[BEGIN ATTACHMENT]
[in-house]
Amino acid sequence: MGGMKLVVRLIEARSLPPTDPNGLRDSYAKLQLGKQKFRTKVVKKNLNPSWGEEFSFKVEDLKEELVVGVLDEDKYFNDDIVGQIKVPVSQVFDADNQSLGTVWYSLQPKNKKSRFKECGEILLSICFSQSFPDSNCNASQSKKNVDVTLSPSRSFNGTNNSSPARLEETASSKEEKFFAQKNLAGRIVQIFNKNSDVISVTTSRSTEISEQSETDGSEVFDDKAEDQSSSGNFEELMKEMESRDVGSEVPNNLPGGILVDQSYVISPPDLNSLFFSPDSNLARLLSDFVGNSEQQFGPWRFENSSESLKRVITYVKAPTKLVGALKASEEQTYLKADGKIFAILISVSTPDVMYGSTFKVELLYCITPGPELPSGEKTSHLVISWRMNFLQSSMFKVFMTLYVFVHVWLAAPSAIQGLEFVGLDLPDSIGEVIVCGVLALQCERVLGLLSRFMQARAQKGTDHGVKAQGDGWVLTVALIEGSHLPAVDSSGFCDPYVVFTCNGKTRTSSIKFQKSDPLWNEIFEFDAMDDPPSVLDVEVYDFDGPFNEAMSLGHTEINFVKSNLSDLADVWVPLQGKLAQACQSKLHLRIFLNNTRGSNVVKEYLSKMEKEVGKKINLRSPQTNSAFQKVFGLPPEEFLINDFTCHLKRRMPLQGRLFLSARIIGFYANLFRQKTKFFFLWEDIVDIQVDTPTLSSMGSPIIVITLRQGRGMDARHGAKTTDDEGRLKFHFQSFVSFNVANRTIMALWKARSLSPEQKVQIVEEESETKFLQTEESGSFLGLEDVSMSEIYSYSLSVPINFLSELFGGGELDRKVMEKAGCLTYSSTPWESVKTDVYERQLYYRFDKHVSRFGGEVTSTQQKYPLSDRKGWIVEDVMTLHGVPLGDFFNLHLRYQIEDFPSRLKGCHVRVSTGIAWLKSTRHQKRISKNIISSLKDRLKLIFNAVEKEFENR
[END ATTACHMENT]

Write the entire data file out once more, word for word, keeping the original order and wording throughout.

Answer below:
[in-house]
Amino acid sequence: MGGMKLVVRLIEARSLPPTDPNGLRDSYAKLQLGKQKFRTKVVKKNLNPSWGEEFSFKVEDLKEELVVGVLDEDKYFNDDIVGQIKVPVSQVFDADNQSLGTVWYSLQPKNKKSRFKECGEILLSICFSQSFPDSNCNASQSKKNVDVTLSPSRSFNGTNNSSPARLEETASSKEEKFFAQKNLAGRIVQIFNKNSDVISVTTSRSTEISEQSETDGSEVFDDKAEDQSSSGNFEELMKEMESRDVGSEVPNNLPGGILVDQSYVISPPDLNSLFFSPDSNLARLLSDFVGNSEQQFGPWRFENSSESLKRVITYVKAPTKLVGALKASEEQTYLKADGKIFAILISVSTPDVMYGSTFKVELLYCITPGPELPSGEKTSHLVISWRMNFLQSSMFKVFMTLYVFVHVWLAAPSAIQGLEFVGLDLPDSIGEVIVCGVLALQCERVLGLLSRFMQARAQKGTDHGVKAQGDGWVLTVALIEGSHLPAVDSSGFCDPYVVFTCNGKTRTSSIKFQKSDPLWNEIFEFDAMDDPPSVLDVEVYDFDGPFNEAMSLGHTEINFVKSNLSDLADVWVPLQGKLAQACQSKLHLRIFLNNTRGSNVVKEYLSKMEKEVGKKINLRSPQTNSAFQKVFGLPPEEFLINDFTCHLKRRMPLQGRLFLSARIIGFYANLFRQKTKFFFLWEDIVDIQVDTPTLSSMGSPIIVITLRQGRGMDARHGAKTTDDEGRLKFHFQSFVSFNVANRTIMALWKARSLSPEQKVQIVEEESETKFLQTEESGSFLGLEDVSMSEIYSYSLSVPINFLSELFGGGELDRKVMEKAGCLTYSSTPWESVKTDVYERQLYYRFDKHVSRFGGEVTSTQQKYPLSDRKGWIVEDVMTLHGVPLGDFFNLHLRYQIEDFPSRLKGCHVRVSTGIAWLKSTRHQKRISKNIISSLKDRLKLIFNAVEKEFENR